Pessimistic about the chances of re-signing Darrelle Revis before he becomes a free agent next year, New York Jets owner Woody Johnson is open to trading the star cornerback, a person familiar with Johnson's thinking said Wednesday night.
Revis' contract will void after the 2013 season, and there is a clause in the deal that prohibits the Jets from using the franchise tag.
If they don't sign Revis to an extension, the Jets could lose him as a free agent.
A tweet from Revis read: "I'm speechless by far but more importantly I feel more upset for the jet nation for having to go through this!!"
At the introductory news conference Thursday for new general manager John Idzik, the GM wouldn't lend any substance to possible roster changes.
"I can't comment, really," Idzik said. "I'm literally hours into the building. That we're going to save for our evaluation process."
The fact that Revis is just three months removed from major knee surgery complicates the matter. There also are salary-cap ramifications that could hinder a potential trade.
Johnson has "no confidence" in the Jets' ability to re-sign Revis, the person familiar with the owner's thinking said. Despite the knee injury, Revis could seek more than $16 million per year, which could be prohibitive for the cap-strapped Jets. They're already $19.4 million over the 2013 salary cap.
Revis is due to make $6 million in 2013, including $3 million in base pay and the rest in various bonus money.
The Jets could gauge interest around the league, hoping to receive fair-market value for Revis. But that will be difficult, considering the nature of his injury and his steep contract demands.
CBSSports.com first reported that Johnson wants to explore a possible trade involving Revis.
The development came on the eve of Idzik's formal introduction as the Jets' general manager. The former Seattle Seahawks executive has the final say on personnel matters, and the Revis showdown looms as one of the most pressing items on his offseason agenda.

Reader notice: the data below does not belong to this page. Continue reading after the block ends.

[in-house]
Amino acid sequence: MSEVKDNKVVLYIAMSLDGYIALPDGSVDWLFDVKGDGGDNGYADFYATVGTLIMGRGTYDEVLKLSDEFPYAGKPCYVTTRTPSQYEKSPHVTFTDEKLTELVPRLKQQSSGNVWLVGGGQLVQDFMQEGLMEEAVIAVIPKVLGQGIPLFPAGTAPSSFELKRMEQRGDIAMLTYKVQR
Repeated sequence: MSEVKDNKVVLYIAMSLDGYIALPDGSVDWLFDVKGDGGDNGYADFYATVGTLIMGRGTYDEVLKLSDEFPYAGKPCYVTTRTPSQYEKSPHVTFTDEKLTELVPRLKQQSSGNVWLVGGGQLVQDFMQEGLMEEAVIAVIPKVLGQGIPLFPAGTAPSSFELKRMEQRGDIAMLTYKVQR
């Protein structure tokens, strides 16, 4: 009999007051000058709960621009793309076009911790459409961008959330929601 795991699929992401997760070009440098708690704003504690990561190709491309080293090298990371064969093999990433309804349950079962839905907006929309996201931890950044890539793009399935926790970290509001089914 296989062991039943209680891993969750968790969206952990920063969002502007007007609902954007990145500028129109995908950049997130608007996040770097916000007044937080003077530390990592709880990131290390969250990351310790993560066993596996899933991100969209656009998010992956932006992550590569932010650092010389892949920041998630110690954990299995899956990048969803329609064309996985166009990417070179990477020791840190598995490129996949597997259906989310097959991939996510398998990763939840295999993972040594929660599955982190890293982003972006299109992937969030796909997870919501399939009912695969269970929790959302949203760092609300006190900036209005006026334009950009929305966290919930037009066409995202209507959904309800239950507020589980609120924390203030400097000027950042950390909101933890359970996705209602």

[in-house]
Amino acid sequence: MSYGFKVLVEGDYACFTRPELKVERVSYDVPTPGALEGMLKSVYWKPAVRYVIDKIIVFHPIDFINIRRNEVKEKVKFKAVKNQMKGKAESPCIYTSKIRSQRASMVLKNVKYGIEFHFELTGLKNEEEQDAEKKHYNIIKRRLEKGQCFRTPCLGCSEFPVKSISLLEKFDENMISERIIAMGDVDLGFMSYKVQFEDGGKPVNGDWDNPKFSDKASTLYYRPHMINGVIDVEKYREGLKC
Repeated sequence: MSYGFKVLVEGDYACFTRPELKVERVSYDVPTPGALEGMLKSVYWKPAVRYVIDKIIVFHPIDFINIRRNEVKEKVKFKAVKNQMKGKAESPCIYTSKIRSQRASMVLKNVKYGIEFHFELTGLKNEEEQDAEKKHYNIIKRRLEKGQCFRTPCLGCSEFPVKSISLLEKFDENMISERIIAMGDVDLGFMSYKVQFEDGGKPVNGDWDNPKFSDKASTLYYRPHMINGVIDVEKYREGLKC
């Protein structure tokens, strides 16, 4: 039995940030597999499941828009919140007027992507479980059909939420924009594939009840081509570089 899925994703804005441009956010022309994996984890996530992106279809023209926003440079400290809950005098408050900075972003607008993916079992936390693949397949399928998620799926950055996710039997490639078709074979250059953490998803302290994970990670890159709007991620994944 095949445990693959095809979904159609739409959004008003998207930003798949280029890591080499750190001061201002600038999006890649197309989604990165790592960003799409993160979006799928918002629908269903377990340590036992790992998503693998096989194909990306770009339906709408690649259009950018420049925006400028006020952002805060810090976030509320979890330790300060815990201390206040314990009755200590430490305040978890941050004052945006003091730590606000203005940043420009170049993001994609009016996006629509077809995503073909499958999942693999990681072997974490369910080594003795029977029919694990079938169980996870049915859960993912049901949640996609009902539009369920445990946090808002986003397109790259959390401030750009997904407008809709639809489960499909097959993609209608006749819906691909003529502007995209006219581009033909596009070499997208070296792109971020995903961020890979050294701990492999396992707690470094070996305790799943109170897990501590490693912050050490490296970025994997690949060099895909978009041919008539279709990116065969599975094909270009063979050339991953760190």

The Jets consider Revis one of the best players in team history, but they've previously engaged in two acrimonious negotiations with his agents.
Revis sat out the 2010 preseason in a contract dispute, eventually signing what was described as a short-term, Band-Aid deal. It was a one-year extension to the remaining three years -- a total of $46 million.
Coming off a 6-10 season, the Jets need to replenish their roster and solve their salary-cap issues. Johnson may see Revis as a bargaining chip that could accomplish those goals.
Despite his contract issues, Revis never has expressed a desire to play elsewhere.
"I definitely want to be here," Revis said the day after the season. "This is where I live, this is the team I got drafted by."
In recent days, however, Johnson has talked privately about life without Revis, expressing concern about what it would cost to keep him.
Information from ESPNNewYork.com's Jane McManus was used in this report.